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Last updated: April 22, 2013 4:40 pm
Sulaiman bin Jassem, a Kuwaiti opposition activist, says he was assaulted by several security force members at a protest last week – but one of his attackers sticks particularly in his mind.
“What was funny is that, as he was beating me, he was telling me: ‘Aren’t we all humans? Aren’t we all Kuwaitis?’ recalled Mr bin Jassem, who said he was kicked, punched and hit by two rubber bullets, even though the authorities deny using them. “I was thinking exactly the same thing.”
The mutual incomprehension goes to the heart of a growing conflict that is a test of both Kuwait’s regionally unique system of semi-democracy and the way autocracies elsewhere in the Gulf deal with dissent
As Musallam al-Barrak, a Kuwait opposition leader, was granted bail on Monday to fight a five-year jail sentence for insulting the country’s emir, the political pressures highlighted by his case are part of a wider challenge – strong in some states, slight in others – to traditional Arabian Peninsula political orders.
Most countries seem set on the path of clamping down: Bahrain has brutally suppressed an uprising for more than two years, while activists have been jailed in Qatar, Saudi Arabia, the United Arab Emirates and Oman.
In Kuwait, supporters of Mr al-Barrak have swarmed in the past week over his large headquarters and gardens in a suburb of Kuwait City, after their man was sentenced on April 15 over a speech in which he said he would not allow Emir Sheikh Sabah al-Ahmad al-Sabah to run an autocracy. Police swooped on the building on April 17 but found Mr al-Barrak gone, activists said, sparking a street demonstration in which protesters were tear gassed and at least 18 arrested. Mr bin Jassem – who was released along with other detainees on April 20 – says he was videoing the event, where protesters set light to rubbish bins, scattered debris on the road and threw stones at security forces.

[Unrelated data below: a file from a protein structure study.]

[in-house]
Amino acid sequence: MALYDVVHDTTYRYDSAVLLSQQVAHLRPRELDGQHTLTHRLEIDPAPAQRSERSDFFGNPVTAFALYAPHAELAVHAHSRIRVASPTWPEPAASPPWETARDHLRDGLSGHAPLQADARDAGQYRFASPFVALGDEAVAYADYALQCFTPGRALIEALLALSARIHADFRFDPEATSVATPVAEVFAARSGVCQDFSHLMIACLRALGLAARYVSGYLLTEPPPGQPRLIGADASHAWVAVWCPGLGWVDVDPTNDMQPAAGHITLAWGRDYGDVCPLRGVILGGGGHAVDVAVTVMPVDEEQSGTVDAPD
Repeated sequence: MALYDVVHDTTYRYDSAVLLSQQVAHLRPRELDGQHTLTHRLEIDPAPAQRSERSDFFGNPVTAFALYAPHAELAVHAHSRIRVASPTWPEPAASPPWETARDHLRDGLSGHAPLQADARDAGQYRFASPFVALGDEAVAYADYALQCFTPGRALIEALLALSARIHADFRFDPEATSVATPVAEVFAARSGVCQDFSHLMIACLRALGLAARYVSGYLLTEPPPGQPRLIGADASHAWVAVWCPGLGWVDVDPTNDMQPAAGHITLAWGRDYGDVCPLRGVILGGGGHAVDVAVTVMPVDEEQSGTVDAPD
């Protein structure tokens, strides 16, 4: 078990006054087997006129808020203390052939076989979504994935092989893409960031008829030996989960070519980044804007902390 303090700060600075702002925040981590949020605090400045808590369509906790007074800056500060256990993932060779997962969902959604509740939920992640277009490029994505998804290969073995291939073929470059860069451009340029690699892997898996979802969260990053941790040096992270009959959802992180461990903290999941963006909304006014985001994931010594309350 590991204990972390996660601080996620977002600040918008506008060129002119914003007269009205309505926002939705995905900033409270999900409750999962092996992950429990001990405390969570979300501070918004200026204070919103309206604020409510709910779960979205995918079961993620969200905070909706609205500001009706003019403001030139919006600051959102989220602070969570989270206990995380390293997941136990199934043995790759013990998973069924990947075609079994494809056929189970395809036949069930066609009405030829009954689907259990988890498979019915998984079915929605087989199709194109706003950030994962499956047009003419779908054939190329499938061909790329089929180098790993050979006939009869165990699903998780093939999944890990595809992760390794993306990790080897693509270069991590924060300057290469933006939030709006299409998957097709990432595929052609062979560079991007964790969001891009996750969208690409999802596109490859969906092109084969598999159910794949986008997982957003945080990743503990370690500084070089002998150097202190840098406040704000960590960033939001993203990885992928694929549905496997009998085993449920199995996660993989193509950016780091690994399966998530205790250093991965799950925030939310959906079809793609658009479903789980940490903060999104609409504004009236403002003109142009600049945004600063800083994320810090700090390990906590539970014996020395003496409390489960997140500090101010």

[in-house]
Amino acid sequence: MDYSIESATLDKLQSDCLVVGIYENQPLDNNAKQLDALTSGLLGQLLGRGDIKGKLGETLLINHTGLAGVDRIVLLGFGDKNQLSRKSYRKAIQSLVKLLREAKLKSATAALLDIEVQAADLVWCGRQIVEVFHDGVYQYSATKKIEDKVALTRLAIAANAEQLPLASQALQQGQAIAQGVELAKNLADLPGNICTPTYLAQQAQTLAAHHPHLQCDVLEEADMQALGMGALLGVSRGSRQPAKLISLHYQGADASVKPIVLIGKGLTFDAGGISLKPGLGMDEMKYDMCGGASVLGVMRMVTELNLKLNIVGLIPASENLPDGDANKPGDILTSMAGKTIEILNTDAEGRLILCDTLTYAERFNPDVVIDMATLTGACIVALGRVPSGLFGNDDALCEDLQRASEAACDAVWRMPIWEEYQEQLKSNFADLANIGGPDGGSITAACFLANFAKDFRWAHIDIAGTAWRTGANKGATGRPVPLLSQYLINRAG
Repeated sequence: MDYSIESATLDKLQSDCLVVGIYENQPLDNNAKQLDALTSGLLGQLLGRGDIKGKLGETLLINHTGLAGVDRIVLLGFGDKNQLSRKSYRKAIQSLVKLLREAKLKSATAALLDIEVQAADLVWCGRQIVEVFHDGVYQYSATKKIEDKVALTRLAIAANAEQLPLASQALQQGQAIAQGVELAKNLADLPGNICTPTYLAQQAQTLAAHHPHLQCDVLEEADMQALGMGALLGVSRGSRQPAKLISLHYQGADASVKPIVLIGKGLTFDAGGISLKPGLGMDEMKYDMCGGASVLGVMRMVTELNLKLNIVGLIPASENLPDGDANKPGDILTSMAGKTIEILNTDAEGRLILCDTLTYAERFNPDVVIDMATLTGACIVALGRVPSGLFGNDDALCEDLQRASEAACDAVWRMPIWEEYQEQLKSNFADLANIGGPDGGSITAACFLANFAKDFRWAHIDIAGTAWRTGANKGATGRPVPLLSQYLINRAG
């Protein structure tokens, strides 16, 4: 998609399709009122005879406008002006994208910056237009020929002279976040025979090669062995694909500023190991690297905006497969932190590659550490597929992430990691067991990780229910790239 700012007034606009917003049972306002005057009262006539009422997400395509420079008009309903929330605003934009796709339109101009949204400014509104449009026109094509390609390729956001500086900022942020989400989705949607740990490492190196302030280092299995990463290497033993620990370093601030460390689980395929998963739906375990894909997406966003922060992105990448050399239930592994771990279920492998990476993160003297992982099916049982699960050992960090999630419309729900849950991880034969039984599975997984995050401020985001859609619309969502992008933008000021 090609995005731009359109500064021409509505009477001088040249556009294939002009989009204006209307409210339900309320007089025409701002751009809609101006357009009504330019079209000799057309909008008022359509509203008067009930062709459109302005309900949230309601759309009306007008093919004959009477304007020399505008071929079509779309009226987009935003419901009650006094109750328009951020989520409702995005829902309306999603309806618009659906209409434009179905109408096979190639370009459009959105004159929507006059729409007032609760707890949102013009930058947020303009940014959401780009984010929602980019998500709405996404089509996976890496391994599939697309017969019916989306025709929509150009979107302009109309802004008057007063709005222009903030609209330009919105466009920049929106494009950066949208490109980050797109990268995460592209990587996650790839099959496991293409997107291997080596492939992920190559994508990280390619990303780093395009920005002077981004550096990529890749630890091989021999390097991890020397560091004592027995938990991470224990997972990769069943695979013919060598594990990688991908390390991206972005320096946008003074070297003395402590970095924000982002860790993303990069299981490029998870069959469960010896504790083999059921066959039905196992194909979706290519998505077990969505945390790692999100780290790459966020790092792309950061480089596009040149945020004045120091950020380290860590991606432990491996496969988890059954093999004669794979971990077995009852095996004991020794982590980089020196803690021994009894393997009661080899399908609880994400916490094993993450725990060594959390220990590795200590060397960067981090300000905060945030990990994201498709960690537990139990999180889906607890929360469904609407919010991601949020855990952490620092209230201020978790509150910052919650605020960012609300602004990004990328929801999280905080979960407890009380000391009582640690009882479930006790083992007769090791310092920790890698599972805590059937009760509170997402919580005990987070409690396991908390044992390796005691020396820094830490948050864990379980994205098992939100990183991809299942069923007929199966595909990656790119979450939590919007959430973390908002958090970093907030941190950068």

The violence on both sides – together with several of what activists say are hundreds of detentions of Twitter critics and others – has shocked many Kuwaitis who are used to what is, by Gulf standards, vigorous public debate. While there are still clearly defined limits on representation and freedom of expression – the emir is the hereditary ultimate authority and is constitutionally inviolable – the country does have an elected parliament that in 2011 deposed a prime minister and exposed corruption allegations against his cabinet and pro-government lawmakers. Kuwaitis are often open about their views, even on first meeting, with little of the public pretence found in some other Gulf countries that rulers make only wise decisions and oversee relentless progress.
On one level, Kuwait’s turbulence is another case of Arab uprising regional contagion. Kuwaiti activists buoyed by their relative existing freedom are testing further the transient nature of power acknowledged in an inscription above the main gate at Kuwait City’s Seif Palace: “If it had lasted for others, it would not have reached you.” The authorities say they are merely enforcing the law in response.
But – while the wider Middle East political turmoil clearly plays its part in Kuwait – there is a deeper story in the country’s broad opposition movement of long-term social change. Kuwait’s protests are driven in good part by descendants of the once-nomadic desert bedu people, who are growing in numbers and feel shut out of the wealth, education and power enjoyed by the rulers and their merchant family backers.
Other strands of opposition are Islamists, liberals who favour more political freedom, and ambitious young people who want more from life than state handouts and the gilded cage of well-paid but pointless government jobs. There is much to divide these groups as well as unite them: some see Mr al-Barrak as an opportunist, while liberals were horrified when the opposition-dominated parliament last year passed a law – later blocked by the emir – imposing the death penalty for insulting the Prophet Mohammed and his relatives.
In some ways, the currents of disenfranchisement, disaffection and anti-elitism in Kuwait – and to varying extents in other Gulf countries – have less in common with uprisings against bloody tyrannies in Libya and Syria than with the Occupy-style protests in the west. So far, Gulf states have responded to the demands and criticisms by using force or imprisonment. The crucial task facing all the forces battling in Kuwait – and particularly the country’s rulers – is to show that there is an alternative.
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